take care,
    Danny George

  8. leslie says:

    my grandfather had alzheimers. my grandmother (his wife) had dementia.

    it was strange but the only person my grandfather knew and called by name accurately was my father (up to the end). this was hard on the siblings who lived close most of their lives.

    it was easier to get to know my grandmother as her condition appeared and strengthened.

  9. Anonymous says:

    Bob & I met my uncle from Austin yesterday in Sweetwater to take my aunt from Happy back to Happy.
    My aunt who is almost 80 had been to see her sister(76)who lives in a care facility in Austin who has Alzheimers. A couple of weeks ago
    my uncle called and told us my aunt would probably not live through the night. She weighs 84 lbs., can’t feed herself, can’t walk, and not sure whether she recognizes her husband. A few days
    went by and she rallied a little.
    Last Thursday her sister from Happy
    went to see her. She thought she
    recognized her.
    My aunt said they had the most amazing day with her on Friday.
    She told family members she loved them, they sang hymns, my uncle sang “You Are My Sunshine” and she sang with him. She said her son’s name when he talked to her on the phone. Things she had not done in a long time. Who know how long it
    will last, but family and my aunt
    got to spend some precious moments
    with her sister.
    My Aunt in Austin reminds me a lot of your mother-in-law -a very sweet,loving, hospitable Christian
    woman with a very caring, loviing
    May God give these couples an extra
    measure of love, support, and strength during
    “The Long Good-Bye”

    Give our love to your family,

  10. Anonymous says:

    I think Alzheimer’s is one of the saddest diseases that I know about. I have a family of cousins,(all women)who have all had it but one. The next to the youngest one has been in a nursing home for several years. Her husband a small man in stature goes to feed her every meal every day. He is one of the biggest men I know. “oh Lord that we could all be like him in his loving kindness and heart.” gmj

  11. Cornelius Crew says:

    yes- both my grandfather and kent’s grandmother had this terrible disease. Being as how I am so much younger than my cousins, I have NO memories of my grandfather, and really never felt as if he was my grandfather, all b/c his mind was stolen from him long before I came along. So the only grandfather that I knew was b/c of other’s stories. I mostly just became afraid of nursing homes b/c of the terrible condition he was in. At such a young age it was hard to see past the yelling and terrible things this disease causes, and to see a real person inside. Others would steal my dolls when we we would go to visit or grab at me as we walked down the halls. This is not a disease I would wish on anyone and just hope that a cure will be found soon!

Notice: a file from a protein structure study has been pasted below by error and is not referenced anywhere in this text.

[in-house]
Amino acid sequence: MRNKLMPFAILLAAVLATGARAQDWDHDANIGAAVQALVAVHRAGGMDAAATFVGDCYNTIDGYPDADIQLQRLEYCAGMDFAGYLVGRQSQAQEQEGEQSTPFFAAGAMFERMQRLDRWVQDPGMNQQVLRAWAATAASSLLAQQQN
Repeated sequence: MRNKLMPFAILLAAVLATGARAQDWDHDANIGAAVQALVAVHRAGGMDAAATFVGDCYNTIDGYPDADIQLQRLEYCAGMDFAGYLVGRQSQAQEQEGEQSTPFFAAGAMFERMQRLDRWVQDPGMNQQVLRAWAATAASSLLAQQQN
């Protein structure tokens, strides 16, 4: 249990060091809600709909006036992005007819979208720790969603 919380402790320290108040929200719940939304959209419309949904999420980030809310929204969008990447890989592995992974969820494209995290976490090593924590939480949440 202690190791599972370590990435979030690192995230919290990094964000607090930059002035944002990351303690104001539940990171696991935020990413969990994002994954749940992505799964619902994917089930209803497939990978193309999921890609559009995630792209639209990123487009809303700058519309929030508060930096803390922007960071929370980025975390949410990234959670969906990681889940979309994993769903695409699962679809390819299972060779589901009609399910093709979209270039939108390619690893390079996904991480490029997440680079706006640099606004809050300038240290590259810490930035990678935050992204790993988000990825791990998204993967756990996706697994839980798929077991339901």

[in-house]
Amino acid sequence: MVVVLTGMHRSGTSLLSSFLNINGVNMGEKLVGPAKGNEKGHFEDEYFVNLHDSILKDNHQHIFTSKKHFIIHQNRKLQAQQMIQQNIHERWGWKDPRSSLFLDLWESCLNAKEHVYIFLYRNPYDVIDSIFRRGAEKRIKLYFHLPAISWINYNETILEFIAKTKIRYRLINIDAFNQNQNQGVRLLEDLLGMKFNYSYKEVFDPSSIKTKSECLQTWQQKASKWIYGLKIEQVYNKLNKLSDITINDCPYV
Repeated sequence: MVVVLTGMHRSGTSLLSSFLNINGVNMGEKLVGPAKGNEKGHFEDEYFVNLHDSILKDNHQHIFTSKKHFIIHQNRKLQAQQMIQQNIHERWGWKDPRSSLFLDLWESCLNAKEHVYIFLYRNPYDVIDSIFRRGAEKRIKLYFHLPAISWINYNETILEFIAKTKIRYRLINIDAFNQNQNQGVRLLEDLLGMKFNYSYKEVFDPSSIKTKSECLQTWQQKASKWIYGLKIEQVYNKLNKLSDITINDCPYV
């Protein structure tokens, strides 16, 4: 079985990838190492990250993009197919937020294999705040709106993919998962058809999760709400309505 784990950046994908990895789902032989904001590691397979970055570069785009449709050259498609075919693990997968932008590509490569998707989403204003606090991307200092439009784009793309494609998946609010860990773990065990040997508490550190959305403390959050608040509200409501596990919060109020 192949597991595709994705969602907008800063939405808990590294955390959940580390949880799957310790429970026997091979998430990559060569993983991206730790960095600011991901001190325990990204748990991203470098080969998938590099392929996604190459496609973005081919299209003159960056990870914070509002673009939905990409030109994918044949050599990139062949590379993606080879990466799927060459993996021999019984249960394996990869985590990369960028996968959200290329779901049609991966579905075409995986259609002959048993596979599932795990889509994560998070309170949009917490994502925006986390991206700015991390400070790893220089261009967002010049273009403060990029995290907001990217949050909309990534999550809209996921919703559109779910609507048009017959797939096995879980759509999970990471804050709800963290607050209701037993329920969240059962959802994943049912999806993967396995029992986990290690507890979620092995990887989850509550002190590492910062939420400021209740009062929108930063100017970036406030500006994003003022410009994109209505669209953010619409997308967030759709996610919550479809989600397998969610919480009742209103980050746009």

12. Cressie says:

    I hate that Granny has to go through this. It is a sad thing to see her do. She knows who I am but she calls Madison Hannah. I just let her. When Rhea had Berkley, Granny held her and she had the best smile on her face. It was nice to see her so happy! I hope my marriage is half of what they have. Pawpaw is such a great man.

  13. TREY MORGAN says:

    Cressie – Pawpaw is a great man! :)

  14. Carol D. O'Dell says:

    When I was in seminary, I had a professor give us the “working definition” of integrity:
    He said integrity was like pasteurized milk.
    Before pasteurization, the milk fats would separate. Not pretty. You’d have to shake your milk to get it mixed thoroughly.
    Then, one thing pasteurization did for milk, (along with making it safer to drink) was to allow the fats to suspend and stay all mixed together.
    The last glass of milk tastes as good as the first.

    My point here is, our integrity will be tested many times over. Alzheimer’s and such debilitating diseases may test us to the bitter edge–as spouses, daughters, sons, and caregivers.

    We have to love them when they can’t love us. We have to hold their memories when theirs begins to wane.

    It isn’t always easy–I know. I took care of my mom who had Parkinson’s and Alzheimer’s for close to 19 years–the last almost three years in my home while raising our three daughters. There were many dark nights of the soul, but I had to make sure that I was a good example for my own daughters and that my love–and integrity–was the same–through and through.

    Thanks for your blog.

    ~Carol D. O’Dell
    Author of Mothering Mother: A Daughter’s Humorous and Heartbreaking Memoir

    available on Amazon

  15. Stephanie says:

    thank you for sharing that story….it really hits home..

  16. Jenny Close says:

    The challenge by the preacher for his listeners to have sex for thirty days is so strongly contrasted with this man’s love for his wife. Probably, she will never be able to be his sexual partner again but, as he says, “She doesn’t know me, but I still know who she is.” Sex does not have to be a daily ritual for a mate to show his spouse how much he loves her. True love DOES “always persevere” (1 Corinthians 13:7). How long does true sex last???

  17. roadtripray says:

    I used to play for a gospel band that visited various retirement centers and nursing homes. Before then I had always lumped all “old folks’ homes” into the same category, but quickly learned there are country club-like retirement villages, homes for those with severe alzheimer’s and other diseases, and every kind in between.

    The folks at the retirement villages were usually active and vibrant, and were great company over dinner. The alzheimer’s patients sometimes unaware that we were there. But sometimes, you’d see a handful of people in the audience light up and even tap a toe that hadn’t been tapped in years. It wasn’t the most dynamic audience to play to, but I cherished the opportunity to share music with those for whom music brought them to a time and place of joy. Those people taught me so much about joy.

About Me

Trey Morgan Here are my thoughts about marriage, family, raising children, humor, faith and the life God intended for us all. I am a Christian husband and father, who moonlights as the minister for the church of Christ in Childress, Texas. My wife Lea and I have been married for 25 years. We are doing our best to raise our 4 boys, who are all growing up way too fast.

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Trey Morgan
Husband, father and cancer survivor & Senior Minister for the Childress Church of Christ. Tweets about life, marriage, Texas Rangers and randomness.
  • He was pretty tough to listen to as well.